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Originally published Thursday, January 11, 2007 at 12:00 AM

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Standards set for charity care

All 97 community hospitals in Washington have agreed to provide free or discounted care to patients based on income, the first time a uniform...

Seattle Times staff reporter

All 97 community hospitals in Washington have agreed to provide free or discounted care to patients based on income, the first time a uniform standard for charity care has been adopted.

For 40 percent of the hospitals, the voluntary agreement is less generous than policies already in place. Still, the pledge improves on state law, which requires hospitals to write off charges for indigent patients but has set no minimums.

The agreement comes as nonprofit hospitals across the nation are under increased scrutiny over the amount of charity care they provide under their tax-exempt status. And they have been criticized for charging uninsured patients higher rates than for people with insurance.

Under the new guidelines, anyone with income at or below the poverty level ($13,200 for a couple; $20,000 for a family of four) will receive free care. Those with incomes up to twice the poverty level will pay just the hospital's cost.

That will be calculated by subtracting the markup that every hospital is required to disclose to Medicare and the state Department of Health, said Cassie Sauer, spokeswoman for the Washington State Hospital Association, which led the efforts to standardize charity care.

People earning up to three times the poverty level, and who have no insurance and limited assets, will be charged no more than what a typical insured patient would pay. In Washington, Sauer said that averages about 30 percent over cost. The new guidelines do not apply to state-owned mental hospitals such as Western State Hospital or to military hospitals.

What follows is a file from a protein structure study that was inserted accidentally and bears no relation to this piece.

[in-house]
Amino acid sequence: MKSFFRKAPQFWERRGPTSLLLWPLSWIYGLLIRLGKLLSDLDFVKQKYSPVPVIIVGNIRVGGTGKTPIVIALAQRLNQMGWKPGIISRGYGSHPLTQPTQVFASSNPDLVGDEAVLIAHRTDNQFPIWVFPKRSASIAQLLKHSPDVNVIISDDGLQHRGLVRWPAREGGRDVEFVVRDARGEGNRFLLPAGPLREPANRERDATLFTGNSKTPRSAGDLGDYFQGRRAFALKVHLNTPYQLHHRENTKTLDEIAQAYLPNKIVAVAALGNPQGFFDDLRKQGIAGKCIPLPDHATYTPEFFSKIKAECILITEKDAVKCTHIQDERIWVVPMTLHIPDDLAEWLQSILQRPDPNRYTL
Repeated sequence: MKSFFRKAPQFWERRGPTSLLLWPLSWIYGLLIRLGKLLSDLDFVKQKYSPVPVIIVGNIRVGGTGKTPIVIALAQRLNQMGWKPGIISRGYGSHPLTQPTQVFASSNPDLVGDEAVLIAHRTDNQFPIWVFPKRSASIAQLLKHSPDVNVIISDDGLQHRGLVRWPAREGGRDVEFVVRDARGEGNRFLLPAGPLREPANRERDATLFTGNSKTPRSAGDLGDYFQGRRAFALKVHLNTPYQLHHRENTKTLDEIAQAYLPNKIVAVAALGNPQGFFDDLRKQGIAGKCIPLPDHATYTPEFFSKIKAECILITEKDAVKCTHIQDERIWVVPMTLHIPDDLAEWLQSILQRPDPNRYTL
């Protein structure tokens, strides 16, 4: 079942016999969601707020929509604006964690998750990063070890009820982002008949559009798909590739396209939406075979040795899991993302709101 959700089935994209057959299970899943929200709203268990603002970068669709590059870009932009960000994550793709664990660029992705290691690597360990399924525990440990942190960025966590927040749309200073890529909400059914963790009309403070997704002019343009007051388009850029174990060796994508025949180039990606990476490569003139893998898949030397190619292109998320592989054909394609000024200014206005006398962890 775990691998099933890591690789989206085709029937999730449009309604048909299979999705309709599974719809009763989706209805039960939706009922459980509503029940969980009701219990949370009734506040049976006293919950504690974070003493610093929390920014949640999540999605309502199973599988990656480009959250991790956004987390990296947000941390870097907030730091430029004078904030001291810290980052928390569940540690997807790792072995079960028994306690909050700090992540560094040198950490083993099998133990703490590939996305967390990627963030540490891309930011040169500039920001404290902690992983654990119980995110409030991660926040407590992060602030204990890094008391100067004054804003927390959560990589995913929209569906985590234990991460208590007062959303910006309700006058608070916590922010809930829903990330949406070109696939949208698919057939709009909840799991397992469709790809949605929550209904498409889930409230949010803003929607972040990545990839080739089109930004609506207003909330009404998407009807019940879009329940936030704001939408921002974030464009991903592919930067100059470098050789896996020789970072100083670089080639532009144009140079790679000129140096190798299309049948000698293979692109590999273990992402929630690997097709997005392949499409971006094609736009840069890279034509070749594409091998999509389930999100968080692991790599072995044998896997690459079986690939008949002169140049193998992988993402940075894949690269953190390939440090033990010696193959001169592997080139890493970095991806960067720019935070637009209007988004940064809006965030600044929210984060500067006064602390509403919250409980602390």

Many hospitals, including Seattle's major ones, already have charity-care policies that exceed the new guidelines. They will keep them in place.

Seattle's Virginia Mason, for instance, provides free care to people with incomes at double the poverty level. So do Swedish Medical Center and Harborview Medical Center.

For others, such as Kirkland's Evergreen Hospital Medical Center and Auburn Regional Medical Center, the changes will mean financial breaks for more families than before.

"For most hospitals, our new pledge is an expansion," Sauer said.

The hospitals also have agreed to provide written notice about the availability of charity care to all patients. Posters in nine languages will inform patients of how to get financial help if they can't afford their bills.

Hospitals already are required by law to treat anyone with a medical emergency, regardless of the person's ability to pay. But patients with non-urgent conditions typically must first see a doctor to get admitted to a hospital. Private doctors' fees are not part of the charity-care pledge.

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"Uninsured patients' ability to get private physician care remains a serious concern," Sauer said.

Kyung Song: 206-464-2423 or ksong@seattletimes.com

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